(PHOTO PROVIDED TO CHINA DAILY)
With the quest for air-charter services given a shot in the arm during the coronavirus crisis, China’s private aviation business buoys with optimism. It expects the momentum to be sustained, and those who have had the fortune of tasting private-jet travel to become loyal, long-term customers.
Amid challenging times, private jets have caught people’s attention, particularly when it concerns privacy and personal safety. The demand for private-jet chartering has gone up dramatically, be it transporting emergency medical products or people across continents. More people are coming to grips with what private aviation is and what it offers.
“It’s important for people to know that business-jet travel isn’t all about luxury, but also the safest, most convenient and most efficient transportation tool,” said a spokesperson for business-jet management company Sino Jet.
But, it isn’t a surprise seeing people knowing little about business aviation as it’s still in its infancy in China, compared with other mature markets like the United States and Europe.
According to a report by business aviation concultancy Asian Sky Group, by the end of 2019, there were currently 332 and 122 private jets in service on the Chinese mainland and in Hong Kong, respectively. By comparison, the US has more than 21,000 business aircraft taking to the skies.
“The consumption ability in China is limited or, in other words, the number of Chinese billionaires is relatively few,” said Lin Zhijie, an aviation industry analyst. “Meanwhile, it still sees a continued lack of infrastructure and qualified personnel within China — too few airports and insufficient airspace.”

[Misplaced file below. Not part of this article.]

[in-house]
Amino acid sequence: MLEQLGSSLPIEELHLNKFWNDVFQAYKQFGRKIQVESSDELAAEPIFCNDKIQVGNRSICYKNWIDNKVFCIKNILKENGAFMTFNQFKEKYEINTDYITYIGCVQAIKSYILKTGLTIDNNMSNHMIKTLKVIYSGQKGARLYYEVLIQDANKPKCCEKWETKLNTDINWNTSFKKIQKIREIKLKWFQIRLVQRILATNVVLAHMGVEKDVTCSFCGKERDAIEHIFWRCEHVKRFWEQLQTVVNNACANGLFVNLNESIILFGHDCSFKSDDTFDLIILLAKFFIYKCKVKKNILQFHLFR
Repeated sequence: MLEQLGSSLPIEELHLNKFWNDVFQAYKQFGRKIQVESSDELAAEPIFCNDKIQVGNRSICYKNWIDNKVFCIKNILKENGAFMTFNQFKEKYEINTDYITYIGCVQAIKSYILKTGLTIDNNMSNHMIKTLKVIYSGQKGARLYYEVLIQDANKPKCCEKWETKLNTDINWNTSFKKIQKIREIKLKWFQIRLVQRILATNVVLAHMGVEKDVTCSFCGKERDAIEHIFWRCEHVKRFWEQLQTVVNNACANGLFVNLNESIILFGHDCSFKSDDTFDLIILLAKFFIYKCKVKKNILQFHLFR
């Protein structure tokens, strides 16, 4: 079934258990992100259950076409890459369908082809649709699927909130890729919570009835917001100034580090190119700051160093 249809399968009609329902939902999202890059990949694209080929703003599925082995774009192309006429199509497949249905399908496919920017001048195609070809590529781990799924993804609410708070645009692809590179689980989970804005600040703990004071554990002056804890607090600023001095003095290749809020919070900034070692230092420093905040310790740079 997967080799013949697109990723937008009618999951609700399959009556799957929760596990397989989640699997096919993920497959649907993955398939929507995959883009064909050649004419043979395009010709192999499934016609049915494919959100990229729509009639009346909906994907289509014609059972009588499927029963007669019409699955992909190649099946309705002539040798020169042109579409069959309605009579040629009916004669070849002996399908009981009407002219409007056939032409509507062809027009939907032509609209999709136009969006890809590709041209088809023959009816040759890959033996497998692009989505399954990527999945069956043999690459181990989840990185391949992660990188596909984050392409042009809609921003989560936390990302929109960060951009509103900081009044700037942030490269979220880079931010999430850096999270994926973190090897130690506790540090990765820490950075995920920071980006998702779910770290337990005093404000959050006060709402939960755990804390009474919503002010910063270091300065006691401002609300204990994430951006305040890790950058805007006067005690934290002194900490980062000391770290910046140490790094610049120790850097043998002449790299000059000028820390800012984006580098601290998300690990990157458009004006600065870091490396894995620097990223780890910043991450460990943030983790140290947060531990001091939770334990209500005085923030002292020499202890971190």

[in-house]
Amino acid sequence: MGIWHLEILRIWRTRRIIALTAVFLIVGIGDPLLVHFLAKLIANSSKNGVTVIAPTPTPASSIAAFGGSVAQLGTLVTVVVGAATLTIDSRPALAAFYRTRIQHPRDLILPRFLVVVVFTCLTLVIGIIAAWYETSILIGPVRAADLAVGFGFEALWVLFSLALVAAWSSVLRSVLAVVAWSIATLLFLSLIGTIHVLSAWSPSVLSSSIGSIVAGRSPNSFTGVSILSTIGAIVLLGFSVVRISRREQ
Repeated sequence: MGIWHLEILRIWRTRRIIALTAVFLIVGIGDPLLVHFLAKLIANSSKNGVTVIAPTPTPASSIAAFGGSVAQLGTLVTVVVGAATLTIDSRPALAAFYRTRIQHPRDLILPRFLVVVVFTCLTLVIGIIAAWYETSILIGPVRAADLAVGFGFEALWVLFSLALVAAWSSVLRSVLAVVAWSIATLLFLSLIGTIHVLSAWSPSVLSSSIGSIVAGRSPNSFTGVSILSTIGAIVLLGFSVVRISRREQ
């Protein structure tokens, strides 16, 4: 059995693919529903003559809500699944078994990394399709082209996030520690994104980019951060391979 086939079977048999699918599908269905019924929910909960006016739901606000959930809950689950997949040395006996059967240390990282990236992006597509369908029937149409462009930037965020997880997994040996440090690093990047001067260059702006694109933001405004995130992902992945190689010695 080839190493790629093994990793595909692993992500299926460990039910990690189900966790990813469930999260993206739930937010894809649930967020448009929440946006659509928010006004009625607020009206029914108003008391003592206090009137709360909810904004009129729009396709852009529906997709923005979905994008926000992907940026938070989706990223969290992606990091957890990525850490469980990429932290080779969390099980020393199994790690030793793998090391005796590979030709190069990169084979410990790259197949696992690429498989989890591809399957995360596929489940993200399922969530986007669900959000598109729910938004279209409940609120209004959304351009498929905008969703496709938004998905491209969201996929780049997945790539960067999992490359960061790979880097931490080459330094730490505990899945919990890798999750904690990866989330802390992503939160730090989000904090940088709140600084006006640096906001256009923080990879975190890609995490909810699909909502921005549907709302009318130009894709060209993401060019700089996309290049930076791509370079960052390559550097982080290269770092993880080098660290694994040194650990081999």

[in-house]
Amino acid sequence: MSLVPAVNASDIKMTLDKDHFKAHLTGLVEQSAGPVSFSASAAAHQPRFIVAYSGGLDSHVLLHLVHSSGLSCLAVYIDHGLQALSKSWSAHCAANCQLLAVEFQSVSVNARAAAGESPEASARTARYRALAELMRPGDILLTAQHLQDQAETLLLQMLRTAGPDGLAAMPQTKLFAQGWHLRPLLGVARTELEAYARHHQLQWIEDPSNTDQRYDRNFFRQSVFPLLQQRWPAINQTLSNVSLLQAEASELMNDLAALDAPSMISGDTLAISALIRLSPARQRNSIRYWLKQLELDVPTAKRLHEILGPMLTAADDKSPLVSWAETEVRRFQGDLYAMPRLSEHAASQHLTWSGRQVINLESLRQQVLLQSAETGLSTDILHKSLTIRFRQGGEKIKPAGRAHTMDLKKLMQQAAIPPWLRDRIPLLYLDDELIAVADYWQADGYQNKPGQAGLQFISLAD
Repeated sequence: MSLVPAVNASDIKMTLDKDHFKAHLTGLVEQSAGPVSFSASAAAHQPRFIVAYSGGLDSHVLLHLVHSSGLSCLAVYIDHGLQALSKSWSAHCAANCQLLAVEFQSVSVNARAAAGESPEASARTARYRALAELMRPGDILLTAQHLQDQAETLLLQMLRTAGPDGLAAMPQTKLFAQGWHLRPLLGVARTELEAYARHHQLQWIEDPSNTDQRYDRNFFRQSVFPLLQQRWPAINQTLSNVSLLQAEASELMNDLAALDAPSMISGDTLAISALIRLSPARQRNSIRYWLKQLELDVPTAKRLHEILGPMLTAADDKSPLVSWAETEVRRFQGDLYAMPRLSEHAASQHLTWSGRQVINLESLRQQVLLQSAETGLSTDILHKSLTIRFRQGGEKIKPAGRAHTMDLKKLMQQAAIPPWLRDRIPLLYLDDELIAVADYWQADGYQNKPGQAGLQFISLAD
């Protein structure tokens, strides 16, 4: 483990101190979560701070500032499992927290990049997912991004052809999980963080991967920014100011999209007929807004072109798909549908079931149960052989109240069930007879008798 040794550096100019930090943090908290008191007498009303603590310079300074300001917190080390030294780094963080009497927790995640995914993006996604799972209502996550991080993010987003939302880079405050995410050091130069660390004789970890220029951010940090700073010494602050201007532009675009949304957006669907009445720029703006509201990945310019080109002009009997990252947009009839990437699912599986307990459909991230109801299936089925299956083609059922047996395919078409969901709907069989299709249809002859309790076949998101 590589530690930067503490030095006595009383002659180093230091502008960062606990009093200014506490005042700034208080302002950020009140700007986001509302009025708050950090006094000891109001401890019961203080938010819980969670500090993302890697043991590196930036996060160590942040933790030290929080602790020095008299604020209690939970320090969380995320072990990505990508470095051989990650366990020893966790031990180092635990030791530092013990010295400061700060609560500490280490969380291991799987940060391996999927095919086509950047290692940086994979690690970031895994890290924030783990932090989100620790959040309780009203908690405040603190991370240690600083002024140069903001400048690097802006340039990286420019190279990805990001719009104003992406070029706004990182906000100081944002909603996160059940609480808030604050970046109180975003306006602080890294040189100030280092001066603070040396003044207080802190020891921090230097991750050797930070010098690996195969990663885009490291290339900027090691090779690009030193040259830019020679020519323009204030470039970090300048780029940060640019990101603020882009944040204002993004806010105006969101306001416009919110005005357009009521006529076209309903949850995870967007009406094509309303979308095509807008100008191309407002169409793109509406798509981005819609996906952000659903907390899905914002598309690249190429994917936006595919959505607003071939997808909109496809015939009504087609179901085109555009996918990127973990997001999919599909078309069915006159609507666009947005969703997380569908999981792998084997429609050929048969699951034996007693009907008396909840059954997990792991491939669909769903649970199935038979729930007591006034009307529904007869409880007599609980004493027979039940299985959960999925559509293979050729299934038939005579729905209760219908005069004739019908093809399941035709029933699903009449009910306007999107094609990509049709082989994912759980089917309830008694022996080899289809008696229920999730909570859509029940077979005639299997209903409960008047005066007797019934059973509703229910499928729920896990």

The cost of owning a private jet is quite high, as owners need to pay for crew members and high taxes for local aircraft registration after purchasing the aircraft.
Parking areas and slots for private jets are scarce as well. Even for major hubs, such as Hong Kong International Airport, they face constant pressure when it comes to securing parking slots for business jets, especially during the peak season.
The Hong Kong Business Aviation Centre said it has been in close communication with the Airport Authority Hong Kong concerning requests for additional parking bays for business aircraft, particularly those locally-based. The number of business jets parked at HKIA, however, is not much different compared with the pre-pandemic level.
Nonetheless, global private-jet companies are bullish about the Asian market after seeing the strength of the industry in the past three months.
“We feel the Asian market will continue to be a major part of our revenue streams,” said Ian Moore, chief commercial officer of VistaJet.
“It’s a growing market. As a person who flies a lot commercially, and is fortunate enough to fly privately sometimes, I can only say it’s very difficult to go back once you’ve flown private.”
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